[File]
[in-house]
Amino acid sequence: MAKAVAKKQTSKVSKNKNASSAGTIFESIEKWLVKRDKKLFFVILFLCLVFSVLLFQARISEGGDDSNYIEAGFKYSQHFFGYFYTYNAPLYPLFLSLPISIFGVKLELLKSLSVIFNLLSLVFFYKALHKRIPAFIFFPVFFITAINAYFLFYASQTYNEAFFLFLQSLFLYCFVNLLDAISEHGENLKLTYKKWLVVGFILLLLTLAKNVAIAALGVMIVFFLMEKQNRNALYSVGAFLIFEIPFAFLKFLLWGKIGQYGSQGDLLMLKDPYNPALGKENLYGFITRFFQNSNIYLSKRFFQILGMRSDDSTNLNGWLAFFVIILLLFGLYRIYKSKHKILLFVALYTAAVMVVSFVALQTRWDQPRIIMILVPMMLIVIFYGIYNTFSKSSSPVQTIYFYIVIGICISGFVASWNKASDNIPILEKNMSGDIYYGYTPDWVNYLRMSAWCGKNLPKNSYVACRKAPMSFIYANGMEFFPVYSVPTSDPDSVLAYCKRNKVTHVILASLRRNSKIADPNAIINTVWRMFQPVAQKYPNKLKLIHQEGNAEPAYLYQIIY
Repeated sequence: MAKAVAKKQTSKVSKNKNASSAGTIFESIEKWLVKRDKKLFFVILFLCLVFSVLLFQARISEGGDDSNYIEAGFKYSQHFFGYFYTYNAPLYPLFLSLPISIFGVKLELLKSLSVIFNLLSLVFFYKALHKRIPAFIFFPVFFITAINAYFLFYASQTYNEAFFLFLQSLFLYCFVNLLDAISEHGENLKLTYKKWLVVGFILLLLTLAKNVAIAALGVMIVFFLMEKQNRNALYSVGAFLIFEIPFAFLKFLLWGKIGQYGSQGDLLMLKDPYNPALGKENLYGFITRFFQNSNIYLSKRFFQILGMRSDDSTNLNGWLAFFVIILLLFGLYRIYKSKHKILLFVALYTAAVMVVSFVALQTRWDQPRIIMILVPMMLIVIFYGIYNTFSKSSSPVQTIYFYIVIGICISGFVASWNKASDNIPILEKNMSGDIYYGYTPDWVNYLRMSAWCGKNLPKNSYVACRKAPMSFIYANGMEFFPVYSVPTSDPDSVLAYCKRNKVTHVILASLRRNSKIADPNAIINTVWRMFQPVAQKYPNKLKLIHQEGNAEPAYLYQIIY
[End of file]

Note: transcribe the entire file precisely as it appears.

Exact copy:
[in-house]
Amino acid sequence: MAKAVAKKQTSKVSKNKNASSAGTIFESIEKWLVKRDKKLFFVILFLCLVFSVLLFQARISEGGDDSNYIEAGFKYSQHFFGYFYTYNAPLYPLFLSLPISIFGVKLELLKSLSVIFNLLSLVFFYKALHKRIPAFIFFPVFFITAINAYFLFYASQTYNEAFFLFLQSLFLYCFVNLLDAISEHGENLKLTYKKWLVVGFILLLLTLAKNVAIAALGVMIVFFLMEKQNRNALYSVGAFLIFEIPFAFLKFLLWGKIGQYGSQGDLLMLKDPYNPALGKENLYGFITRFFQNSNIYLSKRFFQILGMRSDDSTNLNGWLAFFVIILLLFGLYRIYKSKHKILLFVALYTAAVMVVSFVALQTRWDQPRIIMILVPMMLIVIFYGIYNTFSKSSSPVQTIYFYIVIGICISGFVASWNKASDNIPILEKNMSGDIYYGYTPDWVNYLRMSAWCGKNLPKNSYVACRKAPMSFIYANGMEFFPVYSVPTSDPDSVLAYCKRNKVTHVILASLRRNSKIADPNAIINTVWRMFQPVAQKYPNKLKLIHQEGNAEPAYLYQIIY
Repeated sequence: MAKAVAKKQTSKVSKNKNASSAGTIFESIEKWLVKRDKKLFFVILFLCLVFSVLLFQARISEGGDDSNYIEAGFKYSQHFFGYFYTYNAPLYPLFLSLPISIFGVKLELLKSLSVIFNLLSLVFFYKALHKRIPAFIFFPVFFITAINAYFLFYASQTYNEAFFLFLQSLFLYCFVNLLDAISEHGENLKLTYKKWLVVGFILLLLTLAKNVAIAALGVMIVFFLMEKQNRNALYSVGAFLIFEIPFAFLKFLLWGKIGQYGSQGDLLMLKDPYNPALGKENLYGFITRFFQNSNIYLSKRFFQILGMRSDDSTNLNGWLAFFVIILLLFGLYRIYKSKHKILLFVALYTAAVMVVSFVALQTRWDQPRIIMILVPMMLIVIFYGIYNTFSKSSSPVQTIYFYIVIGICISGFVASWNKASDNIPILEKNMSGDIYYGYTPDWVNYLRMSAWCGKNLPKNSYVACRKAPMSFIYANGMEFFPVYSVPTSDPDSVLAYCKRNKVTHVILASLRRNSKIADPNAIINTVWRMFQPVAQKYPNKLKLIHQEGNAEPAYLYQIIY